What does a yellow snake flag, also known as a Gadsden flag, mean? During a number of recent protests, some people have been seen waving the historic yellow flag, which features a snake and the warning ‘don’t tread on me’. The meaning of this flag has changed over the centuries – so let’s look back at some of these meanings.
The meaning behind the yellow snake flag
After watching events at the Capitol building unfold on social media and TV this week, some people took to Twitter to share their curiosity about the yellow snake flags they noticed in the crowd.
The convoluted history of the Gadsden flag
The yellow snake flag was named after US general and politician Christopher Gadsden, who designed it in 1775 during the American Revolutionary war.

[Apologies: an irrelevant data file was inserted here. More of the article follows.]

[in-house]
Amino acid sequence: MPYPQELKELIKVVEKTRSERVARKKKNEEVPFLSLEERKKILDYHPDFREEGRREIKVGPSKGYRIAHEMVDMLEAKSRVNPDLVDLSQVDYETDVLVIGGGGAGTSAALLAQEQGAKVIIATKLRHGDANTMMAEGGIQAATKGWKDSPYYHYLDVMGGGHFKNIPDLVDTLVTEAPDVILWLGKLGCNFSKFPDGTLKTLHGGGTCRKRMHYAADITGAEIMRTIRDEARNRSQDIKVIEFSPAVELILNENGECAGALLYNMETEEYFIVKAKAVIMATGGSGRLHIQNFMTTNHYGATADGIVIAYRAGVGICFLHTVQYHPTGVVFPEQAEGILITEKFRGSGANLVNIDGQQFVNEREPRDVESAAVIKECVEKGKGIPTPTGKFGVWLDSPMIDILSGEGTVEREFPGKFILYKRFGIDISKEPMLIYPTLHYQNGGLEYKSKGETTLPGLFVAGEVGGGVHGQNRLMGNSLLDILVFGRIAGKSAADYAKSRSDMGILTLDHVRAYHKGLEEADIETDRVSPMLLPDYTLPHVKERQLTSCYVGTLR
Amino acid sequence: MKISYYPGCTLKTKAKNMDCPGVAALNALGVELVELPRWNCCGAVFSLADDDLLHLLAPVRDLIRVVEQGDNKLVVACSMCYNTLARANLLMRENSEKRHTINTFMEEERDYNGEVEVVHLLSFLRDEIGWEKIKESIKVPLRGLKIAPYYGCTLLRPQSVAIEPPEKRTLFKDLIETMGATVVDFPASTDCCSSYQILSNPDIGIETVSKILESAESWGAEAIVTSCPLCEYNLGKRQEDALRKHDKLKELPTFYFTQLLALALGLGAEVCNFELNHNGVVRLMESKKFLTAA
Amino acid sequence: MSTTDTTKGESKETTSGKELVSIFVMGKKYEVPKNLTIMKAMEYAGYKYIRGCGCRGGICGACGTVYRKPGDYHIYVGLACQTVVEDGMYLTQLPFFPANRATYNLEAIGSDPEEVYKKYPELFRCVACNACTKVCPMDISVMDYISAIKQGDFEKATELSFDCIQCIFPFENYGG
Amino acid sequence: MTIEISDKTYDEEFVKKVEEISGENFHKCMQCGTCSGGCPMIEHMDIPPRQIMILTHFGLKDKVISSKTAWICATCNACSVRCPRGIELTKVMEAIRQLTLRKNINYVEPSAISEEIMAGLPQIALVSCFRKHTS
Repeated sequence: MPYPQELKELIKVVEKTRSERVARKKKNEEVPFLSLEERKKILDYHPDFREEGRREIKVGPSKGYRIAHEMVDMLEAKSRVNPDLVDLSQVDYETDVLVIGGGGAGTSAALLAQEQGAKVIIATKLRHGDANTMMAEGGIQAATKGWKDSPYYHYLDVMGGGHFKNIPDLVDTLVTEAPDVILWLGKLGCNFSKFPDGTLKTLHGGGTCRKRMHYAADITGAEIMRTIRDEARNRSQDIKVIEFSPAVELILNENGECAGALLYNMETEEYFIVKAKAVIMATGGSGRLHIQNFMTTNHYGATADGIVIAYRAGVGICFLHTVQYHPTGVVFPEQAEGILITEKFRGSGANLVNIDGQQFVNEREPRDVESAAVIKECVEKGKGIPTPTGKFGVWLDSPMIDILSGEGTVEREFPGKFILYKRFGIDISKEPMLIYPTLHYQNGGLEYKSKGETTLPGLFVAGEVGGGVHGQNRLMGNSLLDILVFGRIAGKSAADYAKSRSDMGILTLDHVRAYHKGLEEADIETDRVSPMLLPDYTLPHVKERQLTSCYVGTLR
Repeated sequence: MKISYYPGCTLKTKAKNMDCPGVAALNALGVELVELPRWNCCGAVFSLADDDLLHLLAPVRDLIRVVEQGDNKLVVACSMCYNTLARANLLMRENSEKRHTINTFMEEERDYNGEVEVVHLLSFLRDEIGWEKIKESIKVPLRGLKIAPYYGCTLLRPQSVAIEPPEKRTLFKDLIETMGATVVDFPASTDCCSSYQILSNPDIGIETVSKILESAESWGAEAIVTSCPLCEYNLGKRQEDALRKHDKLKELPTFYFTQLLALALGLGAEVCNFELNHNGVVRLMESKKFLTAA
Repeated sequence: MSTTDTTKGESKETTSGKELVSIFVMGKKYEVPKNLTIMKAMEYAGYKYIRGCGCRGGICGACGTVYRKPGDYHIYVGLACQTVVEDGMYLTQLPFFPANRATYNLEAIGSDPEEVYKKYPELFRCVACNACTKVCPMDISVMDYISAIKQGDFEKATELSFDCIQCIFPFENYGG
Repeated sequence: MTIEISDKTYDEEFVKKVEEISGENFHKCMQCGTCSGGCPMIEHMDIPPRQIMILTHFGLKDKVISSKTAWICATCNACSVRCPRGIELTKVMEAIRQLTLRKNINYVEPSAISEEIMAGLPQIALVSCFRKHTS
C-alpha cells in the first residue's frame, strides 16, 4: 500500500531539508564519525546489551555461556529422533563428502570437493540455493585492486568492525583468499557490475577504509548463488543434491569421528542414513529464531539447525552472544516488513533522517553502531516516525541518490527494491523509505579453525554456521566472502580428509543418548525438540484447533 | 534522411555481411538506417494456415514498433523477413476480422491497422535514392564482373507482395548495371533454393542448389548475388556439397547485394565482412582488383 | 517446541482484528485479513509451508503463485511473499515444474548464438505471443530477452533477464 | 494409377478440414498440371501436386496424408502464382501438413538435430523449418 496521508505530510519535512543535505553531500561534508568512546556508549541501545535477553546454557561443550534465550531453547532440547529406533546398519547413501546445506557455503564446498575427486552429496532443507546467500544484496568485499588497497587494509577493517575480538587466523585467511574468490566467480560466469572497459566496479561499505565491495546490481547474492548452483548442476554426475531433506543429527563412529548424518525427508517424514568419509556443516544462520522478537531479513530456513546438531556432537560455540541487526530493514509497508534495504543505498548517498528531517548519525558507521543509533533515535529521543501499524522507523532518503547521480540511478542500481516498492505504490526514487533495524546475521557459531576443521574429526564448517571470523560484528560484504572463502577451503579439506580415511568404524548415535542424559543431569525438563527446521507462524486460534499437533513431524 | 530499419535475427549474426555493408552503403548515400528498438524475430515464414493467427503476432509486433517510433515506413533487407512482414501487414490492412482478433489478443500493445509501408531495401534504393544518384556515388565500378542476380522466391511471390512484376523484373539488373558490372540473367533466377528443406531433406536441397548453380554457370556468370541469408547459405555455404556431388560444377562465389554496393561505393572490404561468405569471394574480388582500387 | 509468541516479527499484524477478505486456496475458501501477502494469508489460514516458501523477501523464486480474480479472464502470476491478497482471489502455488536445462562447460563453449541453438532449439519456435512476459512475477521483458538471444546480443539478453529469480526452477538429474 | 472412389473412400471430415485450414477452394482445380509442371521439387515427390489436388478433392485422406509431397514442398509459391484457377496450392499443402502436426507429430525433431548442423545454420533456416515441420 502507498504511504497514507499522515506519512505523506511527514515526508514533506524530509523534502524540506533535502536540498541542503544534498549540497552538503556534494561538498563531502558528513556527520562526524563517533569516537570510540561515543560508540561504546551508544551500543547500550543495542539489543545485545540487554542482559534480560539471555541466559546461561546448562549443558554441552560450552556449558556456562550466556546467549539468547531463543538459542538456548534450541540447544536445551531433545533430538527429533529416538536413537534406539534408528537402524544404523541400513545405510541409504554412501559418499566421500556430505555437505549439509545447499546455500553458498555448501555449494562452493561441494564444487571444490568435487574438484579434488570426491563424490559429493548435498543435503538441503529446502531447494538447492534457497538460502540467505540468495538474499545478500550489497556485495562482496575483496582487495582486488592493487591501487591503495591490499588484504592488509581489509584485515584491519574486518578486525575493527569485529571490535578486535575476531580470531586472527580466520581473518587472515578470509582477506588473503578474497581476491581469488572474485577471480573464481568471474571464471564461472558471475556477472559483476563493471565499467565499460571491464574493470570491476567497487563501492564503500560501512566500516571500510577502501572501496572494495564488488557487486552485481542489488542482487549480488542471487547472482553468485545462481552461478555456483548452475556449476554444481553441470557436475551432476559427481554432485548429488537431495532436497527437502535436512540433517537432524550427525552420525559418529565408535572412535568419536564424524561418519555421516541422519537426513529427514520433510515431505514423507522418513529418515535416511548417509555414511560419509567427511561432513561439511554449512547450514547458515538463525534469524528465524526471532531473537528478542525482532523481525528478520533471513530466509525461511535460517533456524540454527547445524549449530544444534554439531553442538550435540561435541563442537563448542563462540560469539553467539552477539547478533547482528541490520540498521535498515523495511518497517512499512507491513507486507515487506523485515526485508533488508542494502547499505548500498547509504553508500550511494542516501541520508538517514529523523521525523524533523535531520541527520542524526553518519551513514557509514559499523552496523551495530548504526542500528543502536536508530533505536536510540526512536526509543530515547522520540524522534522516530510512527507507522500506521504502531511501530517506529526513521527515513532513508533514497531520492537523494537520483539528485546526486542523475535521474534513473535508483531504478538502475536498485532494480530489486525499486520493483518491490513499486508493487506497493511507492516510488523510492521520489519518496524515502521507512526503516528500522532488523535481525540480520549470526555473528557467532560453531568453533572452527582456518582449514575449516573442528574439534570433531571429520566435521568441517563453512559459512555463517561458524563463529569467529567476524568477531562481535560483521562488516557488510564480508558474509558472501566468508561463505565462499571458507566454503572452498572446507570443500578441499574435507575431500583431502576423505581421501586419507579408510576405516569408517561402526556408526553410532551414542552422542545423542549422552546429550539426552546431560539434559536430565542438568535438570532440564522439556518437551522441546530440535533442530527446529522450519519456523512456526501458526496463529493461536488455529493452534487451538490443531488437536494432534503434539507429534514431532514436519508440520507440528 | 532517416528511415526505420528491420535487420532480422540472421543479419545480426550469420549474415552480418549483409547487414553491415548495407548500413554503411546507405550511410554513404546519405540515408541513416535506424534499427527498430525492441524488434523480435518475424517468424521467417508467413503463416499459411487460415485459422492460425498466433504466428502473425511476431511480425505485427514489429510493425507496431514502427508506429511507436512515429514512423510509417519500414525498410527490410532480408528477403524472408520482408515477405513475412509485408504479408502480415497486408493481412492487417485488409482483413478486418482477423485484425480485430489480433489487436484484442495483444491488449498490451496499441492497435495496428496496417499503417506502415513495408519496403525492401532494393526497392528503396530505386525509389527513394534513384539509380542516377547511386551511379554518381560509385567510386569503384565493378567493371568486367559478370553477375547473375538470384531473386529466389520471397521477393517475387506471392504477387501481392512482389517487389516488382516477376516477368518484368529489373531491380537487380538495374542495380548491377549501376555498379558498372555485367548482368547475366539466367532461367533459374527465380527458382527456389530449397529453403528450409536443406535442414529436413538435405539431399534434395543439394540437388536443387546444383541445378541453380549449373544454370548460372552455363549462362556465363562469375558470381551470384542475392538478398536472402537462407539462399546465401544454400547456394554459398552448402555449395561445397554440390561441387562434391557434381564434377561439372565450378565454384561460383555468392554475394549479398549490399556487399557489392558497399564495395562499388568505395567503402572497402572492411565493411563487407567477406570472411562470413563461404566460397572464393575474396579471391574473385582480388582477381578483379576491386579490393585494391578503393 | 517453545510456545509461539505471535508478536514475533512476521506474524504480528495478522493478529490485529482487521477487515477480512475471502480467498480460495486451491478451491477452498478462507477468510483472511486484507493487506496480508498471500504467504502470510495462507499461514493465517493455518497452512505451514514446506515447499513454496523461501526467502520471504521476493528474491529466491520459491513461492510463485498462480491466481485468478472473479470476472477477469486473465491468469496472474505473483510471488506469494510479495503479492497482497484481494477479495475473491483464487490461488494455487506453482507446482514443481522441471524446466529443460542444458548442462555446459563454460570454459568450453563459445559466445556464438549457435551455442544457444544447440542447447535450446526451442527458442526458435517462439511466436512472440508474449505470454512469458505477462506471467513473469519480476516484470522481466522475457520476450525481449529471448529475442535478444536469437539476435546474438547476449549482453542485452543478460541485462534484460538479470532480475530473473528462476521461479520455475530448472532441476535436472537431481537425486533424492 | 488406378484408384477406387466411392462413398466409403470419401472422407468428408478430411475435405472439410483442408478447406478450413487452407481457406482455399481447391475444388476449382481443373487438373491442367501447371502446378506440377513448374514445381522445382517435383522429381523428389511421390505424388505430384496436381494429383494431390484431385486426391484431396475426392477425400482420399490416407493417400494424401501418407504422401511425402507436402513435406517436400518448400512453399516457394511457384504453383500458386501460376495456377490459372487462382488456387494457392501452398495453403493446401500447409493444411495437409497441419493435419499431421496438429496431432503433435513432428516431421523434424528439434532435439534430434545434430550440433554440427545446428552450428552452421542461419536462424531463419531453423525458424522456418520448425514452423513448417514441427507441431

The flag is distinguished by its yellow background, featuring a coiled snake ready to strike and the words ‘don’t tread on me’.
Initially, the flag was widely used by the US Navy and Marine Corps and later became considered a symbol of freedom.
It is unclear where the expression ‘don’t tread on me’ originates from but its recorded usage dates to 1775.
According to a website dedicated to the flag’s history, the coiled snake, yellow background and message were displayed on drums of Philadelphia marines.
Other uses of ‘don’t tread on me’
In 1991, Metallica released a single entitled Don’t Tread On Me, the title and lyrics of which seem to allude to meanings associated with the Gadsden snake.
According to a Songfacts article about the single, the idea of the rattlesnake as a symbol of America was first thought of by Benjamin Franklin when he published the world’s first political cartoon in 1754.
The article states: “It was a rattlesnake cut into several pieces and each part labelled a different colony. Under the snake it said ‘Join, or Die’, encouraging colonial unity in standing up to the homeland monarchy (Britain) ruling them from across the sea.”